Adobe finally releases Premiere Rush CC for Android – but not for all devices [Updated]
Designed for mobile creators, Premiere Rush (formerly “Project Rush“) is designed to allow you to quickly edit videos for social media without all the hassle and fuss of a full-blown editing application. It’s been available on iOS, Windows and Mac for a while now, but today, Adobe has today announced that Premiere Rush has come to Android devices.
Although, it hasn’t come to all Android devices. It’s only available for devices running Android 9.0 (Pie) or later and only on one of a dozen different phones.
Adobe calls Premiere Rush a “cross-device video editing app” which allows you to sync up projects and edits to the cloud and work on them across multiple devices. It’s similar to the way Lightroom works with mobile devices now. Its goal is to allow mobile content creators to get their work done, uploaded and shared as quickly as possible.
Even if you’re not looking to edit and publish straight from your mobile device, it means that you can at least make a start on your edits on the way home. You can then finish them off on the desktop using Premiere Rush or Premiere Pro for Windows or Mac.
The current compatibility list is a dozen phones from three manufacturers. And I don’t think these are just examples. I think this is it. This is all of the compatible devices. Because even though my ZenFone 5 runs Android 9.0, it’s not showing up as compatible at all when I attempt to view the App page on the Play Store.
- All the following devices running Android 9.0 and later are supported:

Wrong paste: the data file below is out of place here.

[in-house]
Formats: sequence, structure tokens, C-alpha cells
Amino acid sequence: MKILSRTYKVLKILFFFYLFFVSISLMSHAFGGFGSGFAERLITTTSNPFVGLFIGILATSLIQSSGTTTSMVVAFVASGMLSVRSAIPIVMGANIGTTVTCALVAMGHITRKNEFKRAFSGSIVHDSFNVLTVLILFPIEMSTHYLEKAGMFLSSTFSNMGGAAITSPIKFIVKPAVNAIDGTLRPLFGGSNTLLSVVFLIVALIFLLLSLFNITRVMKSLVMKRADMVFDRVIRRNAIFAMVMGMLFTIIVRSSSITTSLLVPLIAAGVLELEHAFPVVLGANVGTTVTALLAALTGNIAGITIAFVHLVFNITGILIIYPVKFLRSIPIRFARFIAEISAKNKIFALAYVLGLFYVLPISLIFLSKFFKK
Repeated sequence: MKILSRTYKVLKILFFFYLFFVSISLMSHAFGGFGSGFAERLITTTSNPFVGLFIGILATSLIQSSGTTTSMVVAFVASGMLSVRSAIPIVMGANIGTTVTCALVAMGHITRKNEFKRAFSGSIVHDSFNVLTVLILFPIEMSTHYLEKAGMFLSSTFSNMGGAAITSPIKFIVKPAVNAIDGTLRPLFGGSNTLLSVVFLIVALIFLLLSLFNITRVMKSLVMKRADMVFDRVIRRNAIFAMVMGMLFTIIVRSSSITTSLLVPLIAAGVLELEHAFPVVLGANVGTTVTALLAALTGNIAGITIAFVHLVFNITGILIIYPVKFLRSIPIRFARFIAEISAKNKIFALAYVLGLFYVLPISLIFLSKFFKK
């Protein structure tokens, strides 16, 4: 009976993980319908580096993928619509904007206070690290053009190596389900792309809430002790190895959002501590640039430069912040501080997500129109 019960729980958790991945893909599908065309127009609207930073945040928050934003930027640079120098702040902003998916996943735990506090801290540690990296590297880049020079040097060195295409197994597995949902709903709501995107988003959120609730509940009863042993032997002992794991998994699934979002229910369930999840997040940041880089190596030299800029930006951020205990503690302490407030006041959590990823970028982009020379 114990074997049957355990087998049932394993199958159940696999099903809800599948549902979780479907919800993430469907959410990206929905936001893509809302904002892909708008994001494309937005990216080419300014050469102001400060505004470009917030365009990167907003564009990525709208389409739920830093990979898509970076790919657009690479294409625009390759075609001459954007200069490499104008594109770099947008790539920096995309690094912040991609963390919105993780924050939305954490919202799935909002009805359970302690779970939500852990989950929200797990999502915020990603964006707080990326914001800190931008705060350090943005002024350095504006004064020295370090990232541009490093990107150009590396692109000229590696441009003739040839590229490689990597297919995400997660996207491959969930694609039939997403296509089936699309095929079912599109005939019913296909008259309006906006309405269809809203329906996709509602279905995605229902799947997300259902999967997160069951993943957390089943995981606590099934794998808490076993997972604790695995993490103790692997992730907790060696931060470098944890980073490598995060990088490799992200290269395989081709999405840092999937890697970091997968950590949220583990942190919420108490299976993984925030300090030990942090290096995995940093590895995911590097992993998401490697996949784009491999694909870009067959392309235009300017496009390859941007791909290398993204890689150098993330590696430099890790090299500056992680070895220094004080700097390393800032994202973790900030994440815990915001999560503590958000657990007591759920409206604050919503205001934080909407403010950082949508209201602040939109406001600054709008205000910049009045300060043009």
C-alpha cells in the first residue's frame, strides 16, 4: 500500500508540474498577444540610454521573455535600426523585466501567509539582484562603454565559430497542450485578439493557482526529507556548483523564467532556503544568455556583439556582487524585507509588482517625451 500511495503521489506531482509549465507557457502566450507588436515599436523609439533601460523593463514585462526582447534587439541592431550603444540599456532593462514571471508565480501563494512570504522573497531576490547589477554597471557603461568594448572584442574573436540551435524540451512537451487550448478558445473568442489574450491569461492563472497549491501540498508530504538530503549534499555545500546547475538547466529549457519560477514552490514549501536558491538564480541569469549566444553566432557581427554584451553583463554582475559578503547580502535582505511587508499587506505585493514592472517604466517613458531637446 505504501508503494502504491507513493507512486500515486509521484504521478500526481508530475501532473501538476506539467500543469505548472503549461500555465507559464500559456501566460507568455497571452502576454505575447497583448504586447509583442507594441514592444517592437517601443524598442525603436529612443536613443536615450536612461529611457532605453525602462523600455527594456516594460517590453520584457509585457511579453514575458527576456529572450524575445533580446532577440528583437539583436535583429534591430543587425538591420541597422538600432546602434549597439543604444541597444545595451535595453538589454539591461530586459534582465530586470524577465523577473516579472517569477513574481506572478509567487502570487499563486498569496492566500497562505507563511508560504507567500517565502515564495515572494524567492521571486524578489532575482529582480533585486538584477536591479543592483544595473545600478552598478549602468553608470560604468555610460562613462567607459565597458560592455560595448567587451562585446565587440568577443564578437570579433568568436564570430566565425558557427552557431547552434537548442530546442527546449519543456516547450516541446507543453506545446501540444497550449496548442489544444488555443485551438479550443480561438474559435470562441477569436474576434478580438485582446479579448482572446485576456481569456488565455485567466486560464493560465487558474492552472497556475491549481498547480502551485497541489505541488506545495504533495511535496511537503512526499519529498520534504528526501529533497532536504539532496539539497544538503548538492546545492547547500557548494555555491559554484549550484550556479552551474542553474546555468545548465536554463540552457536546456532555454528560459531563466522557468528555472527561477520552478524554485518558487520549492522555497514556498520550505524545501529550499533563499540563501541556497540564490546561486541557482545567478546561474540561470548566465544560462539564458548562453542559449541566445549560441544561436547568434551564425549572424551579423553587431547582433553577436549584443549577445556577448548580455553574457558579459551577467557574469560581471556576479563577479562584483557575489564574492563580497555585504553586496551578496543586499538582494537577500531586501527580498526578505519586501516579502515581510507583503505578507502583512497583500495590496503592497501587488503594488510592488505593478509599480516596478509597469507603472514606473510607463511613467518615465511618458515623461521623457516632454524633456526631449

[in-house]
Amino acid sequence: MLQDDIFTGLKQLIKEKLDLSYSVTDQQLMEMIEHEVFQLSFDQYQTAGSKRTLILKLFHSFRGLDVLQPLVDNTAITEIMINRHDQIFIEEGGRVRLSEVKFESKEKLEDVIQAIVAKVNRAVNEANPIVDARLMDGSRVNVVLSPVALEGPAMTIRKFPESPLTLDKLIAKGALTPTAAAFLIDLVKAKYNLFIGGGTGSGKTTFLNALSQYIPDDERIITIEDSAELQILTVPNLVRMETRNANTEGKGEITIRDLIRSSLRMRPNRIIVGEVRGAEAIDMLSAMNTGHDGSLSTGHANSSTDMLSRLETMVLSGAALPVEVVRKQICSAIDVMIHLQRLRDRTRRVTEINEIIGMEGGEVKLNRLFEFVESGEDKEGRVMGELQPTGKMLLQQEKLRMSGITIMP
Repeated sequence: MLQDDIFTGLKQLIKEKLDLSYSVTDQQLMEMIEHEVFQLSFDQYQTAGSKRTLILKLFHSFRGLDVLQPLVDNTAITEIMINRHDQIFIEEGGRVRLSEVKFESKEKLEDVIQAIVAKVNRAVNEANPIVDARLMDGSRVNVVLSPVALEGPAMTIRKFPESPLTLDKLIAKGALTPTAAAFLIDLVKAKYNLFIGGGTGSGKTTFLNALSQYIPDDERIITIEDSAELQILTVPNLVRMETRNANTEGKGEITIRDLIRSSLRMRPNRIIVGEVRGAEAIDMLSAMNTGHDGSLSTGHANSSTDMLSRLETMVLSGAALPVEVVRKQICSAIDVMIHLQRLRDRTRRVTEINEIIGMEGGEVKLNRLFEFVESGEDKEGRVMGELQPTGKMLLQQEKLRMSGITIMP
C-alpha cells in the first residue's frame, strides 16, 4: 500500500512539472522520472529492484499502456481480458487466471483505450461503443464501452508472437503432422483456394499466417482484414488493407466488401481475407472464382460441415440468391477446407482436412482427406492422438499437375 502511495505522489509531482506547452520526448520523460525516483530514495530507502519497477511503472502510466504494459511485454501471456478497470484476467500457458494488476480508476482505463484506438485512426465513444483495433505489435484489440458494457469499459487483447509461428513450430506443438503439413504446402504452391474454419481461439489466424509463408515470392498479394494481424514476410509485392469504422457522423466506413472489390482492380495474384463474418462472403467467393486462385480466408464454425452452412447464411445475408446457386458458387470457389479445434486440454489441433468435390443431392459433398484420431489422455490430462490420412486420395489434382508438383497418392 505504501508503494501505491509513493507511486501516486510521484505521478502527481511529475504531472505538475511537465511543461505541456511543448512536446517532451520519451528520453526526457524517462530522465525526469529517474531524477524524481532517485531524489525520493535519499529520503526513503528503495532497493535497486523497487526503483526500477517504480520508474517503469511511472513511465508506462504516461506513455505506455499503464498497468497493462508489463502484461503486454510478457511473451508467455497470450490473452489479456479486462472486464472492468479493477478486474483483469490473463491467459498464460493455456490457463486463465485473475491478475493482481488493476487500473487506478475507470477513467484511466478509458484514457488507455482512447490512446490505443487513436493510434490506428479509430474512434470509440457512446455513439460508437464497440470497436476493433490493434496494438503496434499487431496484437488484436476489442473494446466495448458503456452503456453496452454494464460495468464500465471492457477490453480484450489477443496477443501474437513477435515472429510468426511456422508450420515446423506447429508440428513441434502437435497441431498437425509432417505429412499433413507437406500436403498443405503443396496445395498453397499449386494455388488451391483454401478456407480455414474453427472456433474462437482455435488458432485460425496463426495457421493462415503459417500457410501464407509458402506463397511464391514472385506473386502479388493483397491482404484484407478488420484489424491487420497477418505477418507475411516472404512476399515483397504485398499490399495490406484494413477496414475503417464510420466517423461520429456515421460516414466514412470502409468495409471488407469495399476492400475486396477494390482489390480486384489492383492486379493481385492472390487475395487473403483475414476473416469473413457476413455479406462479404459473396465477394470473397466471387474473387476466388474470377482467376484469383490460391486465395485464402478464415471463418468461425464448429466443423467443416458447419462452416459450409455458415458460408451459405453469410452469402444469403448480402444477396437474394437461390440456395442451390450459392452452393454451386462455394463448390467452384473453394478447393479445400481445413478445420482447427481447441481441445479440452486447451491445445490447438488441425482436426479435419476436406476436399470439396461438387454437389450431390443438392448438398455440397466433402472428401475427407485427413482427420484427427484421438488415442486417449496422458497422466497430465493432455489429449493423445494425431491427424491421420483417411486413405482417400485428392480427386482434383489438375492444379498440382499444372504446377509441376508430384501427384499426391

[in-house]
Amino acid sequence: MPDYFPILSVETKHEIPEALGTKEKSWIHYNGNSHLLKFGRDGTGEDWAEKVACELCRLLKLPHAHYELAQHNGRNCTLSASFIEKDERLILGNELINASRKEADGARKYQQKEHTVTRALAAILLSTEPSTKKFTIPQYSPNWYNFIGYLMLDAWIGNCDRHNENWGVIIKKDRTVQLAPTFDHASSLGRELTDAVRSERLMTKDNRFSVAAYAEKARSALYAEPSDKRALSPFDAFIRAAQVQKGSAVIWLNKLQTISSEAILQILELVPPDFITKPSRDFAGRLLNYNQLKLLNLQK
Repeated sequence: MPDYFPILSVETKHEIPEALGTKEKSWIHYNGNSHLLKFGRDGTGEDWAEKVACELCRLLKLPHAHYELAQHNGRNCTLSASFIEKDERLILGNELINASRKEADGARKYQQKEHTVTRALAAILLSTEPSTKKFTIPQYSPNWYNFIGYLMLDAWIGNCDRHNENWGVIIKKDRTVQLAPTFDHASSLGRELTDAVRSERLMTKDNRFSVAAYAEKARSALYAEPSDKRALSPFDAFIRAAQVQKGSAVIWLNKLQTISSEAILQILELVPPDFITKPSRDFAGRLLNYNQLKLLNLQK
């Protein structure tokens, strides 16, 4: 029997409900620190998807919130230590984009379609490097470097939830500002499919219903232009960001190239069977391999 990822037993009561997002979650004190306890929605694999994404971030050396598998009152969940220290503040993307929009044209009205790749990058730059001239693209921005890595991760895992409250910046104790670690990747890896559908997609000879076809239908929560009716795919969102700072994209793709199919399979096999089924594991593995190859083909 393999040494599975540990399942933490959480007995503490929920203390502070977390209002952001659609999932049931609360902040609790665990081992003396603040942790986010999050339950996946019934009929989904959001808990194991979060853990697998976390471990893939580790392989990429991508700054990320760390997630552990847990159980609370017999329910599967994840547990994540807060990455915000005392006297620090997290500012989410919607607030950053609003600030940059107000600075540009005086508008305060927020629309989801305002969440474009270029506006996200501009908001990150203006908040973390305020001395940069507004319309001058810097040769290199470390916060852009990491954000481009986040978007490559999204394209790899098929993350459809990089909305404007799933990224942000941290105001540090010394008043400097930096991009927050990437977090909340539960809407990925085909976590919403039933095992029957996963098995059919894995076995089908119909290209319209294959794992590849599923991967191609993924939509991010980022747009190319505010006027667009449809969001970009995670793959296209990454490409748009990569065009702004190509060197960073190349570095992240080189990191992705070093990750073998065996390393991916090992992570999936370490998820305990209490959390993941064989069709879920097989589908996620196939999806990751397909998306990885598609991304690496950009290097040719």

- Samsung Galaxy S10/10+, S9/9+, Note9, Note8, S10e
- Google Pixel 3/3XL, 2/2XL
- OnePlus 6T
It’s great that this has finally come to Android, and when I first heard the news, I was very excited as I use Android devices. I’ll be getting the new ASUS ZenFone 6 soon, which is very much geared towards mobile content creators, so I was looking forward to having a play with Premiere Rush on it. But now it looks like I might not be able to. At least, not yet?
Adobe Premiere Rush for Android is available in a number of different ways…
- Premiere Rush Starter Plan: Available for free, the Starter plan gives customers access to all Premiere Rush features, use of desktop and mobile apps, and the ability to create an unlimited number of projects and export up to three projects for free.
- Premiere Rush is available for $9.99/mo to individuals through Adobe.com or the Samsung Galaxy Store and Google Play Store.
- Premiere Rush is also included as part of the following Creative Cloud memberships: All Apps, Premiere Pro single app, and Student plan and comes wiht 100GB of Creative Cloud storage. Additional storage options, up to 10TB are also available for purchase.
So, if you already have Premiere Pro or the All Apps package (which is cheap in the US & UK right now), Premiere Rush won’t cost you any extra, unless you need more storage space.
I’m not sure what makes things device-specific, but hopefully, Adobe will start adding compatibility for other devices – because there are more than just three big Android smartphone manufacturers. Or, maybe they’ll figure out a way around whatever the device-specific limitations are.
Find out more about Premiere Rush on the Adobe website.
Update: We’ve received a response from Adobe regarding compatibility for Android 9 devices other than those listed above.
Expanding device support is a top priority and we are working hard to add additional support over the coming months. Each Android device has unique hardware and software components, and the Premiere Rush team strives to ensure that our supported devices have been thoroughly tested to ensure a great user experience. If you’d like to submit your feedback on which devices should be supported, please respond to this one question form: adobe.ly/rushdevicepoll.
John Aldred is a photographer with over 20 years of experience in the portrait and commercial worlds. He is based in Scotland and has been an early adopter – and occasional beta tester – of almost every digital imaging technology in that time. As well as his creative visual work, John uses 3D printing, electronics and programming to create his own photography and filmmaking tools and consults for a number of brands across the industry.